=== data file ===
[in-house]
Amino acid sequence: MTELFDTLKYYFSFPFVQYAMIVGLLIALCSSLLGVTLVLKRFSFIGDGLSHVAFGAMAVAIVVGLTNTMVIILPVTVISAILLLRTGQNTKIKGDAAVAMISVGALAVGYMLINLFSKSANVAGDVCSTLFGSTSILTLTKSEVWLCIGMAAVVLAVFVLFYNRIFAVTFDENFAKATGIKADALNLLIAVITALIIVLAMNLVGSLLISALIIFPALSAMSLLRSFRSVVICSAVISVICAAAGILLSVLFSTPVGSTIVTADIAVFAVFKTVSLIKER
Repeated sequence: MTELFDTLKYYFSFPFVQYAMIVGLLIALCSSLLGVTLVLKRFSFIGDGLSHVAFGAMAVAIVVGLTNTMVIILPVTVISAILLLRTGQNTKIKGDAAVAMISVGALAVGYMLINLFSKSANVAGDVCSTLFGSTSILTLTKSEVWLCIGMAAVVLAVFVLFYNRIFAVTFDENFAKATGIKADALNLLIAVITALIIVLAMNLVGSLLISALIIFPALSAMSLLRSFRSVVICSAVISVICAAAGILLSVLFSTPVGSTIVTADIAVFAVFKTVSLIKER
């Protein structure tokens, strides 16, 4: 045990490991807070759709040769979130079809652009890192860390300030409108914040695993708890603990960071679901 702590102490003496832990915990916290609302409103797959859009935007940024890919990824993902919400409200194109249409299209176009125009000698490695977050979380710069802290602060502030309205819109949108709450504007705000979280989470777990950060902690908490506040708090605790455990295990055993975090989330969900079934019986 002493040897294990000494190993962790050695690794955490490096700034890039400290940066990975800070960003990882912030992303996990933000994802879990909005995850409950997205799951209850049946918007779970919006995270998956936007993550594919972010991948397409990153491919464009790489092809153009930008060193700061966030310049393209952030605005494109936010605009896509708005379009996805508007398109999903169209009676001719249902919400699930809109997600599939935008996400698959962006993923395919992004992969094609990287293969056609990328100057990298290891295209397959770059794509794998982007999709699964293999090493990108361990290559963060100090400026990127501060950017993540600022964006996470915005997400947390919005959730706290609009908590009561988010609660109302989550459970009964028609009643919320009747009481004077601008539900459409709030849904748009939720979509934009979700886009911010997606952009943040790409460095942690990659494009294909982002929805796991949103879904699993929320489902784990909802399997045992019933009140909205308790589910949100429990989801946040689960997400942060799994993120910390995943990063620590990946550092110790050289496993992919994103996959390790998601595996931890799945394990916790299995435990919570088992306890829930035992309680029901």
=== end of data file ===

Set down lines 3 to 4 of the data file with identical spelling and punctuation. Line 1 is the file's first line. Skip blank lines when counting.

Repeated sequence: MTELFDTLKYYFSFPFVQYAMIVGLLIALCSSLLGVTLVLKRFSFIGDGLSHVAFGAMAVAIVVGLTNTMVIILPVTVISAILLLRTGQNTKIKGDAAVAMISVGALAVGYMLINLFSKSANVAGDVCSTLFGSTSILTLTKSEVWLCIGMAAVVLAVFVLFYNRIFAVTFDENFAKATGIKADALNLLIAVITALIIVLAMNLVGSLLISALIIFPALSAMSLLRSFRSVVICSAVISVICAAAGILLSVLFSTPVGSTIVTADIAVFAVFKTVSLIKER
């Protein structure tokens, strides 16, 4: 045990490991807070759709040769979130079809652009890192860390300030409108914040695993708890603990960071679901 702590102490003496832990915990916290609302409103797959859009935007940024890919990824993902919400409200194109249409299209176009125009000698490695977050979380710069802290602060502030309205819109949108709450504007705000979280989470777990950060902690908490506040708090605790455990295990055993975090989330969900079934019986 002493040897294990000494190993962790050695690794955490490096700034890039400290940066990975800070960003990882912030992303996990933000994802879990909005995850409950997205799951209850049946918007779970919006995270998956936007993550594919972010991948397409990153491919464009790489092809153009930008060193700061966030310049393209952030605005494109936010605009896509708005379009996805508007398109999903169209009676001719249902919400699930809109997600599939935008996400698959962006993923395919992004992969094609990287293969056609990328100057990298290891295209397959770059794509794998982007999709699964293999090493990108361990290559963060100090400026990127501060950017993540600022964006996470915005997400947390919005959730706290609009908590009561988010609660109302989550459970009964028609009643919320009747009481004077601008539900459409709030849904748009939720979509934009979700886009911010997606952009943040790409460095942690990659494009294909982002929805796991949103879904699993929320489902784990909802399997045992019933009140909205308790589910949100429990989801946040689960997400942060799994993120910390995943990063620590990946550092110790050289496993992919994103996959390790998601595996931890799945394990916790299995435990919570088992306890829930035992309680029901």